**Solve** One mole is defined as the amount of matter that contains as many units of the matter as there are C atoms in exactly 12 g of ^{12}C. Thus, 12 g of ^{12}C contains 1 mol of C atoms = 6.02 × 10^{23} C atoms. One mol of C_{2}H_{2} contains 6 × 10^{23} C_{2}H_{2} molecules. Because there are two C atoms in each molecule, this sample contains 12 × 10^{23} C atoms. Because each CO_{2} molecule contains one C atom, the CO_{2} sample contains 9 × 10^{23} C atoms. Hence, the order is 12 g ^{12}C (6 × 10^{23} C atoms) 6 9 × 10^{23} CO_{2} molecules (9 × 10^{23} C atoms) < 1 mol C_{2}H_{2} (12 × 10^{23} C atoms).

**Check** We can check our results by comparing numbers of moles of C atoms in the samples because the number of moles is proportional to the number of atoms. Thus, 12 g of ^{12}C is 1 mol C; 1 mol of C_{2}H_{2} contains 2 mol C, and 9 × 10^{23} molecules of CO_{2} contain 1.5 mol C, giving the same order as stated previously.

**PRACTICE EXERCISE**

Without using a calculator, arrange these samples in order of increasing number of O atoms: 1 mol H_{2}O, 1 mol CO_{2}, 3 × 10^{23} molecules O_{3}.

** Answer:** 1 mol H

_{2}O (6 × 10

^{23}O atoms) < 3 × 10

^{23}molecules O

_{3}(9 × 10

^{23}O atoms) < 1 mol CO

_{2}(12 × 10

^{23}O atoms)

**SAMPLE EXERCISE 3.8 Converting Moles to Number of Atoms**

Calculate the number of H atoms in 0.350 mol of C_{6}H_{12}O_{6}.

**SOLUTION**

**Analyze** We are given the amount of a substance (0.350 mol) and its chemical formula C_{6}H_{12}O_{6}. The unknown is the number of H atoms in the sample.

**Plan** Avogadro's number provides the conversion factor between number of moles of C_{6}H_{12}O_{6} and number of molecules of C_{6}H_{12}O_{6}: 1 mol C_{6}H_{12}O_{6} = 6.02 × 10^{23} molecules C_{6}H_{12}O_{6}. Once we know the number of molecules of C_{6}H_{12}O_{6}, we can use the chemical formula, which tells us that each molecule of C_{6}H_{12}O_{6} contains 12 H atoms. Thus, we convert moles of C_{6}H_{12}O_{6} to molecules of C_{6}H_{12}O_{6} and then determine the number of atoms of H from the number of molecules of C_{6}H_{12}O_{6}:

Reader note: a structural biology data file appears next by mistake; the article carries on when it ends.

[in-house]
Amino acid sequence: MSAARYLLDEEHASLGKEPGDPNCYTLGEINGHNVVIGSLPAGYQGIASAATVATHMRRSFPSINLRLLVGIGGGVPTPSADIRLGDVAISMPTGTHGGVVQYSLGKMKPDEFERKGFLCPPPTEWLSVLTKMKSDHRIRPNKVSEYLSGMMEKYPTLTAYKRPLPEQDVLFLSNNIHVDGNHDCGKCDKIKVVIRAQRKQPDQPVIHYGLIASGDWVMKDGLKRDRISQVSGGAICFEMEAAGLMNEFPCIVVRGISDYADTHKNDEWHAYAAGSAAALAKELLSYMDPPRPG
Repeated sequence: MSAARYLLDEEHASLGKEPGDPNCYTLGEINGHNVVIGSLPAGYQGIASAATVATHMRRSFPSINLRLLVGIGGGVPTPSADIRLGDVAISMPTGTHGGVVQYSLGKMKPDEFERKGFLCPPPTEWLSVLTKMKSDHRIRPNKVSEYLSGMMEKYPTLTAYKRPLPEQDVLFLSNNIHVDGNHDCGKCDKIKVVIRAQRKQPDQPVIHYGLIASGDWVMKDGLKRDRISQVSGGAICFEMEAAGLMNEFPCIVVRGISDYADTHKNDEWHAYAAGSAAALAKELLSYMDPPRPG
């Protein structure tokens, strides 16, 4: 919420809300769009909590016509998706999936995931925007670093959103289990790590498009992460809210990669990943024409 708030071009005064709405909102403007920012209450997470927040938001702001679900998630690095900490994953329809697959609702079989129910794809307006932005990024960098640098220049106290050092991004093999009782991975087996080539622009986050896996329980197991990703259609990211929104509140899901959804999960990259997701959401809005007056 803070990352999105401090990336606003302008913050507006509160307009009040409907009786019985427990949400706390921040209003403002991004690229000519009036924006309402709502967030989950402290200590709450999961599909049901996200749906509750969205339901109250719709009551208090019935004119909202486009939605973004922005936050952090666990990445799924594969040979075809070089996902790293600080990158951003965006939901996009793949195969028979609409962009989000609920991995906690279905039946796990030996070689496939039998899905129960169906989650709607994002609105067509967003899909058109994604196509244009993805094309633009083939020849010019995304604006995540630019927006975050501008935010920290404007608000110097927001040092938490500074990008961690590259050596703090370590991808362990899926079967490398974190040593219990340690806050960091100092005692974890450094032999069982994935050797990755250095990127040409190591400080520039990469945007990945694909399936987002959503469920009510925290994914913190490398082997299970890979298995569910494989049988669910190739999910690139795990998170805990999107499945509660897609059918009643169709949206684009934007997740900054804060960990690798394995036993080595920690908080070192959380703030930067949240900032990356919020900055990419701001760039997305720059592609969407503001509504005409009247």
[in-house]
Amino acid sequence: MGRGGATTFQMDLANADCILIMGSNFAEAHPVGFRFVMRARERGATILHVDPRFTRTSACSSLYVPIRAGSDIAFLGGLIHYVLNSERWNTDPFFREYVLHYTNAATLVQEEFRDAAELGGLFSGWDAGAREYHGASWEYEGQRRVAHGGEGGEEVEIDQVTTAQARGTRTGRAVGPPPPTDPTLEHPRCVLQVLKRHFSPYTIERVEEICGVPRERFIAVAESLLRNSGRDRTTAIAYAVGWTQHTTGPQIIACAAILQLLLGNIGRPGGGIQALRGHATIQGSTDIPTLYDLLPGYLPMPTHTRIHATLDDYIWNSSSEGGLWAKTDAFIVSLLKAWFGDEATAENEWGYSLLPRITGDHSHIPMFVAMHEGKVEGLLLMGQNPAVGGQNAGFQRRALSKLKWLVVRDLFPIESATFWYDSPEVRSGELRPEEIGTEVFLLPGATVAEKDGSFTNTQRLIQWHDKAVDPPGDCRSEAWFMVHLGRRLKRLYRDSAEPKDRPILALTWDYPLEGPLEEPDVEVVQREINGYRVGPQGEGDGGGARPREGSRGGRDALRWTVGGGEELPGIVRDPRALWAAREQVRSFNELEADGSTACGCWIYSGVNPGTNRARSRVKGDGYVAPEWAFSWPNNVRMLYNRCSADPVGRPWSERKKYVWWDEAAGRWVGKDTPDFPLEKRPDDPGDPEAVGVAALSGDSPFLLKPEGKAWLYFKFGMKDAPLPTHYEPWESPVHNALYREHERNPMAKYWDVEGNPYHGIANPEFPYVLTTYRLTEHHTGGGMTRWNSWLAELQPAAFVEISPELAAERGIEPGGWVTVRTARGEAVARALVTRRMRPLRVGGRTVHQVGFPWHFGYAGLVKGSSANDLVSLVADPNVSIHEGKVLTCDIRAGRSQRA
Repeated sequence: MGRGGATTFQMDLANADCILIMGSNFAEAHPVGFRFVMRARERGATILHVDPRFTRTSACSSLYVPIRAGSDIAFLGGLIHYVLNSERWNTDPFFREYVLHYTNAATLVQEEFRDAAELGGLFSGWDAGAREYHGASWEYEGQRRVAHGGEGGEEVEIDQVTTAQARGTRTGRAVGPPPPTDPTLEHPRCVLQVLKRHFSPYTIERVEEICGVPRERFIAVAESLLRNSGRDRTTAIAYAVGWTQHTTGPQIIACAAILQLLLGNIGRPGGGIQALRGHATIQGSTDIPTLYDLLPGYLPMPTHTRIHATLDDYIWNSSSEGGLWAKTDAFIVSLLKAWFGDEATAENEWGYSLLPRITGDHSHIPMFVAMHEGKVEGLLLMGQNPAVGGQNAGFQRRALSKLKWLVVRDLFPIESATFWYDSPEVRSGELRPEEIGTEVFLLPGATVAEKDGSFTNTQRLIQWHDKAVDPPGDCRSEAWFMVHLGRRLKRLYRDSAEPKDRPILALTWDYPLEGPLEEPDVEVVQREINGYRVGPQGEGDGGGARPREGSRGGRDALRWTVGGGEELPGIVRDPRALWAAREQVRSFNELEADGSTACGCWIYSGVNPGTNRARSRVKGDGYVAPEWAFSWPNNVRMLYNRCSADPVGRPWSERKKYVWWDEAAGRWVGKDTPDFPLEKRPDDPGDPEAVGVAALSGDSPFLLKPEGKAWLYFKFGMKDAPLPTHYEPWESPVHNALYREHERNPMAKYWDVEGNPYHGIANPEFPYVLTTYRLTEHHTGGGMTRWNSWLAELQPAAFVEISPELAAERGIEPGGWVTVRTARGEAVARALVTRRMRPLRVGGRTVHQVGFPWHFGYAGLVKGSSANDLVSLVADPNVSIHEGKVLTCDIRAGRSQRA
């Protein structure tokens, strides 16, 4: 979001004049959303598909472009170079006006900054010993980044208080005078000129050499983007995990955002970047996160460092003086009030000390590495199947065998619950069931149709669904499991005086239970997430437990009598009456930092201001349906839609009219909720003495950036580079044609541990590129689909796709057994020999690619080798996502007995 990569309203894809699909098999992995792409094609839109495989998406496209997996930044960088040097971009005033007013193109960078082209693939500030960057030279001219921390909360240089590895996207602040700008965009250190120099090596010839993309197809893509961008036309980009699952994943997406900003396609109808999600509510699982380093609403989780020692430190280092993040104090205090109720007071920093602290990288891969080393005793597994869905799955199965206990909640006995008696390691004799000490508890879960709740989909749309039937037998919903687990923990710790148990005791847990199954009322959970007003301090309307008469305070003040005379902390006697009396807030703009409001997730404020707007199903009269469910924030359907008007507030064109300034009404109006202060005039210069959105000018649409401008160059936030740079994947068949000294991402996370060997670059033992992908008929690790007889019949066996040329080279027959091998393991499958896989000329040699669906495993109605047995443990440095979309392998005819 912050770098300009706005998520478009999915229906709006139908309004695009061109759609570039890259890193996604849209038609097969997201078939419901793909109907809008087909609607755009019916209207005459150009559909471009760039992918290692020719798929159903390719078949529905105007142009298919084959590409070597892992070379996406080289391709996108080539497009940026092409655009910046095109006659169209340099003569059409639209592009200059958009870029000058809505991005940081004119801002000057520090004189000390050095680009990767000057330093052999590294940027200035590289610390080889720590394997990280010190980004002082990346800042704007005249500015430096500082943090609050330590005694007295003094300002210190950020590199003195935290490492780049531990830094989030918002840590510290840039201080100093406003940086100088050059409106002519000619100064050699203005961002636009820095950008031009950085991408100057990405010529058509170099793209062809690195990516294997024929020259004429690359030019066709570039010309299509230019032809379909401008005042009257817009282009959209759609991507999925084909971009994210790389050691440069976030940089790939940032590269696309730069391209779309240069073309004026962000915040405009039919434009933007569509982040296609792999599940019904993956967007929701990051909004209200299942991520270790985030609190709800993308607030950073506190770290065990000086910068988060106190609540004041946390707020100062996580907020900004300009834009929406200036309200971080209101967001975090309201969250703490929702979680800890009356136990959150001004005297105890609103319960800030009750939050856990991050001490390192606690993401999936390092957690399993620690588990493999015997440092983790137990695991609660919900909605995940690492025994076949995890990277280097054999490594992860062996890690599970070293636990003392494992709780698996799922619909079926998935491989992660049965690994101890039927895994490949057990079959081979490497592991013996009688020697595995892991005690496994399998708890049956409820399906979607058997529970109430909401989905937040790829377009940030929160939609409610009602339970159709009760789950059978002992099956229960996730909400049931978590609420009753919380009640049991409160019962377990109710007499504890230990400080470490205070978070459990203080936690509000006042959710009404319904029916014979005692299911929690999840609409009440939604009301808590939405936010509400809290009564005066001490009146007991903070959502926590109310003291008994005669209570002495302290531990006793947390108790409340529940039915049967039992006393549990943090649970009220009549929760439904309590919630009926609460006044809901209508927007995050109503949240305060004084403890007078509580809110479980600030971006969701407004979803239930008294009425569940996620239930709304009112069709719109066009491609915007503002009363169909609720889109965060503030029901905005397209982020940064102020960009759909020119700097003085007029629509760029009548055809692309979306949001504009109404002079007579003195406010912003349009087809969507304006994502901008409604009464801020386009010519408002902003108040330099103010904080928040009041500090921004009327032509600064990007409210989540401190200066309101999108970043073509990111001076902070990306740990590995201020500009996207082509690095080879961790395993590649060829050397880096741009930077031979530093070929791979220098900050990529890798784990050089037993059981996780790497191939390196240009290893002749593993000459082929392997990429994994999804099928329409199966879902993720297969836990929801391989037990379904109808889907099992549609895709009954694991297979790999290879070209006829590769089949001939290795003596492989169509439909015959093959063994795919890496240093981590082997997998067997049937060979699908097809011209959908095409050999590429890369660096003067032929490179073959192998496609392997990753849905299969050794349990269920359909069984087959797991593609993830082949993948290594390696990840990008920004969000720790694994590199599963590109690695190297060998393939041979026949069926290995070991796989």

Moles C_{6}H_{12}O_{6} → molecules C_{6}H_{12}O_{6} → atoms H

**Solve**

**Check** We can do a ballpark calculation: First, 0.35(6 × 10^{23}) is about 2 × 10^{23} molecules of C_{6}H_{12}O_{6}, and each one of these molecules contains 12 H atoms. So 12(2 × 10^{23}) gives 24 × 10^{23} = 2.4 × 10^{24} H atoms, which agrees with our result. Because we were asked for the number of H atoms, the units of our answer are correct. The given data had three significant figures, so our answer has three significant figures.

**PRACTICE EXERCISE**

How many oxygen atoms are in **(a)** 0.25 mol Ca(NO_{3})_{2} and **(b)** 1.50 mol of sodium carbonate?

** Answers: (a)** 9.0 × 10

^{23},

**(b)**2.71 × 10

^{24}

**Molar Mass**

A dozen is the same number, 12, whether we have a dozen eggs or a dozen elephants. Clearly, however, a dozen eggs does not have the same mass as a dozen elephants. Similarly, a mole is always the *same number* (6.02 × 10^{23}), but 1-mol samples of different substances have *different masses*. Compare, for example, 1 mol of ^{12}C and 1 mol of ^{24}Mg. A single ^{12}C atom has a mass of 12 amu, whereas a single ^{24}Mg atom is twice as massive, 24 amu (to two significant figures). Because a mole of anything always contains the same number of particles, a mole of ^{24}Mg must be twice as massive as a mole of ^{12}C. Because a mole of ^{12}C has a mass of 12 g (by definition), a mole of ^{24}Mg must have a mass of 24 g. This example illustrates a general rule relating the mass of an atom to the mass of Avogadro's number (1 mol) of these atoms: *The atomic weight of an element in atomic mass units is numerically equal to the mass in grams of 1 mol of that element*. For example,

Cl has an atomic weight of 35.5 amu 1 mol Cl has a mass of 35.5 g